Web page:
Status Pyramid Schemes

“America First” is the latest right-wing movement to degenerate into an utter cringe-fest. This should not be surprising, because it is just another instance of a recurring pattern.

Ideological movements are fashions. (Ironically, even “traditionalist” movements are fashions.) They are like pyramid schemes, asset bubbles, and passing trends. They arise by crowd dynamics, and they eventually collapse due to crowd dynamics.

People are conformists, but they don’t just follow the herd. They want to be at the front of the herd, not at the back. Also, people don’t form one huge herd, culturally. They clump into different herds, and those herds compete. People want to be part of a herd, but they also want to stand out. People are complicated. From these complicated social desires, crowd dynamics emerge.

When a fashion starts, it only appeals to a few people: those who really want to stand out from the crowd. If the fashion grows, it appeals to more and more people, because most people want to be part of a group. They aren’t comfortable being weirdos. Most people need social validation of their beliefs and behaviors. But the group doesn’t have to be very big. And if it starts to grow, then it builds momentum, because the barrier to entry decreases as it grows. It slides along the weirdo to normie axis.

The fashion could be an ideology, like MGTOW or the alt-right. It could be a style of dress, or a new type of music. It could be an asset class, such as dot-com stocks or bitcoin. The same dynamics apply. Early adopters are weirdos who are willing to stand out from the crowd. As more people adopt the fashion, it becomes easier to adopt. And a growing fashion looks like “the next big thing”. People start adopting it because they want to be at the front of the herd, not at the back. This creates social momentum that causes the fashion to become more popular, for a while.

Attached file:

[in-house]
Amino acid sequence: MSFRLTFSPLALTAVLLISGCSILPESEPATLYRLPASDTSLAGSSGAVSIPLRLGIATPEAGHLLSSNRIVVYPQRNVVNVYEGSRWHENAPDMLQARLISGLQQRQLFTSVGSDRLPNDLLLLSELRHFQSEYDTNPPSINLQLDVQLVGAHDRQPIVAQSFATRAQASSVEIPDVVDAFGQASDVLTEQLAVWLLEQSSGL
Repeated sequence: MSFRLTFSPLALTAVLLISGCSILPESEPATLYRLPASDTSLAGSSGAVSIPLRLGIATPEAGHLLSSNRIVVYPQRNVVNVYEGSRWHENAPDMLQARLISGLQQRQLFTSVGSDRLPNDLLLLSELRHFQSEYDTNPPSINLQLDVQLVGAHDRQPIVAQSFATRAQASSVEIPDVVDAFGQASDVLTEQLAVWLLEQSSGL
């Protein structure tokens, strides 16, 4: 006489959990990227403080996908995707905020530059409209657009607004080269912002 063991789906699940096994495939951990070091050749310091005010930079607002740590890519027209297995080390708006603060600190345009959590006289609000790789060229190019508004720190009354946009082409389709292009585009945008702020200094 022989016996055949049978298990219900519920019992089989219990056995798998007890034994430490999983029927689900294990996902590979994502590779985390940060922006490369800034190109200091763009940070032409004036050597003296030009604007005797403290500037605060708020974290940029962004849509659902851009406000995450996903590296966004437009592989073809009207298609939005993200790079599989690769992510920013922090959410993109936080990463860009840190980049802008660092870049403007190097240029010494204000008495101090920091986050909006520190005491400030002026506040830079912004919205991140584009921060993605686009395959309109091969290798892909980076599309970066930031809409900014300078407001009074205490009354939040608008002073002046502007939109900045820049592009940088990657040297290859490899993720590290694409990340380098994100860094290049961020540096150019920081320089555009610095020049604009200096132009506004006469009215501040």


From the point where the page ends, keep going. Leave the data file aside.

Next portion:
The fashion could have some underlying basis or rationale, but it doesn’t have to. Fashions can be generated purely by social feedback from cultural noise, in the same way that audio feedback can turn a little static into a scream.

While the fashion is growing, it has credibility, and it attracts new members for that reason. Once it reaches its natural limit, however, the process reverses. Every movement eventually exhausts the supply of people who might join it. Once it stops growing, there is no longer any reason to join it. The appeal was based on being part of a growing movement, and being ahead of the herd. Nobody wants to join a shrinking movement that will soon be cringe. Instead, people start jumping off the band-wagon. That further increases the incentive to leave, and the movement collapses by the same feedback loop that created it, running in reverse.

That’s why ideological movements tend to go from based to cringe. There are other reasons, such as purity-spiraling, which tends to occur in ideological movements. (See The Rise and Fall of the Alt-Right.) Purity-spirals are also caused by crowd dynamics: by the competition for status within the movement, which drives it to become more and more extreme.

Those who recently joined the movement tend to be the first to leave, because they have the least invested in it. They quietly head for the exits, disassociating themselves and pretending they were never really part of it. (“lol, I was just an ironic groyper”) Those who joined first tend to be the last to go, because they have the most invested, and can’t easily jump off the band-wagon. As the movement collapses, the remaining members (who previously validated each other’s delusions of grandeur) now start casting blame at each other for the failure of the movement. This in-fighting reveals the absurdities that were hidden by the crowd delusion before.